Iraqis Hold Key to Legitimizing Their Own Security Forces
By Kathleen T. Rhem
American Forces Press Service
WASHINGTON, April 12, 2004 Iraqis, not the U.S. military, will ultimately solve security problems within their country, the top American general in the region said today.
"I think we all need to understand that the solution to Iraq's security problems does not lay with the United States armed forces," Army Gen. John Abizaid, head of U.S. Central Command, said. "It's with the Iraqis themselves."
Abizaid and Army Lt. Gen. Ricardo S. Sanchez, commander of Combined Joint Task Force 7, spoke from Baghdad via a video link to reporters in the Pentagon.
Abizaid said it's important to be both patient and innovative in building institutions for various security forces, including the country's military, police and civil-defense forces.
The two generals addressed the status of Iraqi security forces following recent news reports outlining desertions and ineffectiveness. They conceded there have been failures, but said there have been many successes as well.
"There are many Iraqis that have paid the ultimate sacrifice," Abizaid said. "And we're extremely proud of the way that many of them have fought."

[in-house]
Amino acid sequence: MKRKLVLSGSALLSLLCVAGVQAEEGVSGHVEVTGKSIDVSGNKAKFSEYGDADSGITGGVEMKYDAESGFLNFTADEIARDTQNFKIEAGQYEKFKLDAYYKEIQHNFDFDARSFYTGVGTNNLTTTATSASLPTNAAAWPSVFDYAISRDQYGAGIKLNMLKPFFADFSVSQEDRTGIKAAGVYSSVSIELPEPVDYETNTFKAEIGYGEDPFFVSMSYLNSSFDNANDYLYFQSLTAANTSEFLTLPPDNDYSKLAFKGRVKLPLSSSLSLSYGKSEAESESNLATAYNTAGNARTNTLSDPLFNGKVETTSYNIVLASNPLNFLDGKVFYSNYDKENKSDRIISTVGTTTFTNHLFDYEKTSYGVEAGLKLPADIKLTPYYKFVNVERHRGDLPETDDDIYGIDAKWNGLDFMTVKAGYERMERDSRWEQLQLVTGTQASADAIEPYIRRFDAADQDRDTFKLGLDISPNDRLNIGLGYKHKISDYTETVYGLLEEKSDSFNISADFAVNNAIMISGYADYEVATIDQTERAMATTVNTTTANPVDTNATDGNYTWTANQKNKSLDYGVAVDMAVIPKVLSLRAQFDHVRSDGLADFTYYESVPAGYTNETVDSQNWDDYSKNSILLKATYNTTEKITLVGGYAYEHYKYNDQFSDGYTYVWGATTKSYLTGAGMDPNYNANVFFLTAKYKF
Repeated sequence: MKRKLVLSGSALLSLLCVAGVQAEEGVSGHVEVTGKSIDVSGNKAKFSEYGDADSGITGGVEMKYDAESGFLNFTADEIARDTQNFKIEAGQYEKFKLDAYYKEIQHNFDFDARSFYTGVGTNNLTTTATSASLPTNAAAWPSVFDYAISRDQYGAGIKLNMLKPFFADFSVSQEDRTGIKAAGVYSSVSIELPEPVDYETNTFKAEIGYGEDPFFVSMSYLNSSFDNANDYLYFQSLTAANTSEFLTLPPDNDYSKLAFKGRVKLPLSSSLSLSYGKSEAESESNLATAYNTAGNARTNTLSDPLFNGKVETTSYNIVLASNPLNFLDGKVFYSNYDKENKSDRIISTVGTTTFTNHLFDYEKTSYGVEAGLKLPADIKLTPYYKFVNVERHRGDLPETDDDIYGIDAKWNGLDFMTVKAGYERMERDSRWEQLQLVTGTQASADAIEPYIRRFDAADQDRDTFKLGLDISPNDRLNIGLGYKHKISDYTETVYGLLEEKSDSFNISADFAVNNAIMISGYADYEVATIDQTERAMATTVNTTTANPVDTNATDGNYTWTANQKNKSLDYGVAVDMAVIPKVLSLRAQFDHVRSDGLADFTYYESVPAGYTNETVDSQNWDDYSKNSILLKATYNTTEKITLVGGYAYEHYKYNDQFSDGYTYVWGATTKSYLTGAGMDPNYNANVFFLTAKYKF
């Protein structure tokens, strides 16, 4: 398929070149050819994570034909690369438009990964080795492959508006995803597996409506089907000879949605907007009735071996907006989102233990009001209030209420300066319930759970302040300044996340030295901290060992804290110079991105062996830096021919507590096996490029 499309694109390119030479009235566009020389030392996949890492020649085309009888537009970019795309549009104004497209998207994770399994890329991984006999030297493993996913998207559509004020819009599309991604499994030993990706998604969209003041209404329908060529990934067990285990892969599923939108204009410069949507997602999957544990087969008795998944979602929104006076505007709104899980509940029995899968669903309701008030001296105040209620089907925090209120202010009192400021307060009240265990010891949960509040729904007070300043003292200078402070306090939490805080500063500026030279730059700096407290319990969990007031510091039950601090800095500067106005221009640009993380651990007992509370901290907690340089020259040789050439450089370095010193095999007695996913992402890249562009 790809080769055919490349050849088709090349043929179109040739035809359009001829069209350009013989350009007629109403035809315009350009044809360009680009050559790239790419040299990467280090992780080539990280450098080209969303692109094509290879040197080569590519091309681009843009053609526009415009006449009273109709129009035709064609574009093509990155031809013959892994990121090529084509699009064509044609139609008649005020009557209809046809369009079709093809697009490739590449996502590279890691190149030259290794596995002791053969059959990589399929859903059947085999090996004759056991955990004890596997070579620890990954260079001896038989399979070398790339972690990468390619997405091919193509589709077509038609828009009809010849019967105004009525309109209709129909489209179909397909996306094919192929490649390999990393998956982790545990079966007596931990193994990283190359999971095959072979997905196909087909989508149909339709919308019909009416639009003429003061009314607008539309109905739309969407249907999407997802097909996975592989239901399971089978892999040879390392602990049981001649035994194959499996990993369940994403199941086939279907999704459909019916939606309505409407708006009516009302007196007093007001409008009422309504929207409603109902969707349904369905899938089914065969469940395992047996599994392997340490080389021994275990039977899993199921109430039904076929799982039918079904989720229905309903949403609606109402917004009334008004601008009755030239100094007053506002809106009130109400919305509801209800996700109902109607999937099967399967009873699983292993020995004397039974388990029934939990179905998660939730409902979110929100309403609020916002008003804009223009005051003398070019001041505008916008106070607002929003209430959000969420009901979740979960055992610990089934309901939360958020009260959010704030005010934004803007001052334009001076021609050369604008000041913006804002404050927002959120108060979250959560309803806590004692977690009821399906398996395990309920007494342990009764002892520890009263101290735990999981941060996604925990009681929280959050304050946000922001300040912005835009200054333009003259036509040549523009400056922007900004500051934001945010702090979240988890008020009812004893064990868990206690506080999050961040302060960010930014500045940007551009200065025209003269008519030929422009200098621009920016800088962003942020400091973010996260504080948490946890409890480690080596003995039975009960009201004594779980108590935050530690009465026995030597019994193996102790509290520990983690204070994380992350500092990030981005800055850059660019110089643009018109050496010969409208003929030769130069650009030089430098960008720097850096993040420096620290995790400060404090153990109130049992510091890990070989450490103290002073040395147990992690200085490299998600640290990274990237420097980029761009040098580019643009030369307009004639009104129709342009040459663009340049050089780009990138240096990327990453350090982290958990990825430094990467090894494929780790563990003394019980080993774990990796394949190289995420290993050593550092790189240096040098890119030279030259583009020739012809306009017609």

He said he believes the Iraqi forces will improve once there are solid chains of command in place. "The truth of the matter is that until we get well-formed Iraqi chains of command all the way in the police service, from the minister of interior to the lowest patrolman on the beat in whatever city it may be, and the same for the army, from private to minister of defense that it's going to be tough to get them to perform at the level we want," Abizaid said.
A key addition will be the involvement of more senior Iraqis. The general said senior officers in several important positions in the Ministry of Defense, the Iraqi Joint Staff and field commands will be appointed over the next several days.
He noted he and Sanchez have been closely involved in vetting and placing these officers. "And I can tell you the competition for these positions has been fierce," he added.
Sanchez pointed out American officials have consistently said it would take time to build legitimate security forces within Iraq. "It's still going to take us a significant amount of time to ensure that they are properly equipped, properly trained and credible and capable with their countrymen," he said.
"It takes a long time to take security institutions from zero up to a level of about 200,000 and expect them to come together and gel the way that they should," Abizaid added.
Still, Abizaid said he believes the Iraqi forces are on the right track.
"We should not discount the Iraqi security services," he said. "They will become the bulwark against terrorism and anti-democratic forces of this country, because that's what the people want them to be."